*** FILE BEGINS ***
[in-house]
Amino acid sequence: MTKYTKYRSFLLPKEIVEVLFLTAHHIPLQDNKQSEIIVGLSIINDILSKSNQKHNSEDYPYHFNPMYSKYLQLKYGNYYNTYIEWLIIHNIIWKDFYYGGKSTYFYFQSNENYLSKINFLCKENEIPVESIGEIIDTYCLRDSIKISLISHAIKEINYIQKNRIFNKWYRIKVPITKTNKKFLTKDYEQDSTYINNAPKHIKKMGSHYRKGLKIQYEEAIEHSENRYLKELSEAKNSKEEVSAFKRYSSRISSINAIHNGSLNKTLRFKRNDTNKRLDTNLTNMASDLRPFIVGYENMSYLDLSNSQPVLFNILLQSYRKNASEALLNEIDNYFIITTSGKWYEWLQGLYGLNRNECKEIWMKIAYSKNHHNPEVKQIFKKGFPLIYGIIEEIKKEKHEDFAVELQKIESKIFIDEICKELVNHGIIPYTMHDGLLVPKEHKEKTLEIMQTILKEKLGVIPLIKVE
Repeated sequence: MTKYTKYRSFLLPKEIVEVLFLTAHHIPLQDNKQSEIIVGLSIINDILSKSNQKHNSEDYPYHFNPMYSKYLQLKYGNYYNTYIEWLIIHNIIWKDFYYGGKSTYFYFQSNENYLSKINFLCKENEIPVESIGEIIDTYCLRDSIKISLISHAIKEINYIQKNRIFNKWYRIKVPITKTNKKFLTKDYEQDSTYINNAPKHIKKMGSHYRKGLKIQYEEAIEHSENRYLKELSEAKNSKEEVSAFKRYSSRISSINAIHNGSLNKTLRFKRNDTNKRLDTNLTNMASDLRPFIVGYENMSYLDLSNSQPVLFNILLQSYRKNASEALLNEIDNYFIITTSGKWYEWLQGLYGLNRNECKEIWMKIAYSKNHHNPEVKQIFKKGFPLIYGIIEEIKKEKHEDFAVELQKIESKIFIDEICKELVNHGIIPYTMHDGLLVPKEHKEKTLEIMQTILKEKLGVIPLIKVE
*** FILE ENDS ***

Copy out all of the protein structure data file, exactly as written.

[in-house]
Amino acid sequence: MTKYTKYRSFLLPKEIVEVLFLTAHHIPLQDNKQSEIIVGLSIINDILSKSNQKHNSEDYPYHFNPMYSKYLQLKYGNYYNTYIEWLIIHNIIWKDFYYGGKSTYFYFQSNENYLSKINFLCKENEIPVESIGEIIDTYCLRDSIKISLISHAIKEINYIQKNRIFNKWYRIKVPITKTNKKFLTKDYEQDSTYINNAPKHIKKMGSHYRKGLKIQYEEAIEHSENRYLKELSEAKNSKEEVSAFKRYSSRISSINAIHNGSLNKTLRFKRNDTNKRLDTNLTNMASDLRPFIVGYENMSYLDLSNSQPVLFNILLQSYRKNASEALLNEIDNYFIITTSGKWYEWLQGLYGLNRNECKEIWMKIAYSKNHHNPEVKQIFKKGFPLIYGIIEEIKKEKHEDFAVELQKIESKIFIDEICKELVNHGIIPYTMHDGLLVPKEHKEKTLEIMQTILKEKLGVIPLIKVE
Repeated sequence: MTKYTKYRSFLLPKEIVEVLFLTAHHIPLQDNKQSEIIVGLSIINDILSKSNQKHNSEDYPYHFNPMYSKYLQLKYGNYYNTYIEWLIIHNIIWKDFYYGGKSTYFYFQSNENYLSKINFLCKENEIPVESIGEIIDTYCLRDSIKISLISHAIKEINYIQKNRIFNKWYRIKVPITKTNKKFLTKDYEQDSTYINNAPKHIKKMGSHYRKGLKIQYEEAIEHSENRYLKELSEAKNSKEEVSAFKRYSSRISSINAIHNGSLNKTLRFKRNDTNKRLDTNLTNMASDLRPFIVGYENMSYLDLSNSQPVLFNILLQSYRKNASEALLNEIDNYFIITTSGKWYEWLQGLYGLNRNECKEIWMKIAYSKNHHNPEVKQIFKKGFPLIYGIIEEIKKEKHEDFAVELQKIESKIFIDEICKELVNHGIIPYTMHDGLLVPKEHKEKTLEIMQTILKEKLGVIPLIKVE